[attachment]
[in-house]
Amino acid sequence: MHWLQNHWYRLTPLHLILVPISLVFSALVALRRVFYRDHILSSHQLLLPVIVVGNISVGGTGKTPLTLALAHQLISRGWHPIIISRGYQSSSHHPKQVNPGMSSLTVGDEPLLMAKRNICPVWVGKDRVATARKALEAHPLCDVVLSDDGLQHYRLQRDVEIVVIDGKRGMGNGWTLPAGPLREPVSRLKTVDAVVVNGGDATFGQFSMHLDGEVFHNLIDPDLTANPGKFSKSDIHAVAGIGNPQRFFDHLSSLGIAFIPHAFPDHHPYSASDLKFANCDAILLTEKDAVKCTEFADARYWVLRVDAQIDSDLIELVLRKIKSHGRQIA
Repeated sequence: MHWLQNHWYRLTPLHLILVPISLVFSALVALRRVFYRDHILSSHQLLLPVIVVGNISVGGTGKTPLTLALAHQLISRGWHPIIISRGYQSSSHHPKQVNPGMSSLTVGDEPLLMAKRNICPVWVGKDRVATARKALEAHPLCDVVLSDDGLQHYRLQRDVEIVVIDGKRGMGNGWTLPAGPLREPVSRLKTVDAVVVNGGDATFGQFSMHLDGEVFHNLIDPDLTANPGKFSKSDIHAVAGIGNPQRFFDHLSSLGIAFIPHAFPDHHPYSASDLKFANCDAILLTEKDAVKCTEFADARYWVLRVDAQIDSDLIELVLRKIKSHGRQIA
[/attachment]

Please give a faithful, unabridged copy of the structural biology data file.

[in-house]
Amino acid sequence: MHWLQNHWYRLTPLHLILVPISLVFSALVALRRVFYRDHILSSHQLLLPVIVVGNISVGGTGKTPLTLALAHQLISRGWHPIIISRGYQSSSHHPKQVNPGMSSLTVGDEPLLMAKRNICPVWVGKDRVATARKALEAHPLCDVVLSDDGLQHYRLQRDVEIVVIDGKRGMGNGWTLPAGPLREPVSRLKTVDAVVVNGGDATFGQFSMHLDGEVFHNLIDPDLTANPGKFSKSDIHAVAGIGNPQRFFDHLSSLGIAFIPHAFPDHHPYSASDLKFANCDAILLTEKDAVKCTEFADARYWVLRVDAQIDSDLIELVLRKIKSHGRQIA
Repeated sequence: MHWLQNHWYRLTPLHLILVPISLVFSALVALRRVFYRDHILSSHQLLLPVIVVGNISVGGTGKTPLTLALAHQLISRGWHPIIISRGYQSSSHHPKQVNPGMSSLTVGDEPLLMAKRNICPVWVGKDRVATARKALEAHPLCDVVLSDDGLQHYRLQRDVEIVVIDGKRGMGNGWTLPAGPLREPVSRLKTVDAVVVNGGDATFGQFSMHLDGEVFHNLIDPDLTANPGKFSKSDIHAVAGIGNPQRFFDHLSSLGIAFIPHAFPDHHPYSASDLKFANCDAILLTEKDAVKCTEFADARYWVLRVDAQIDSDLIELVLRKIKSHGRQIA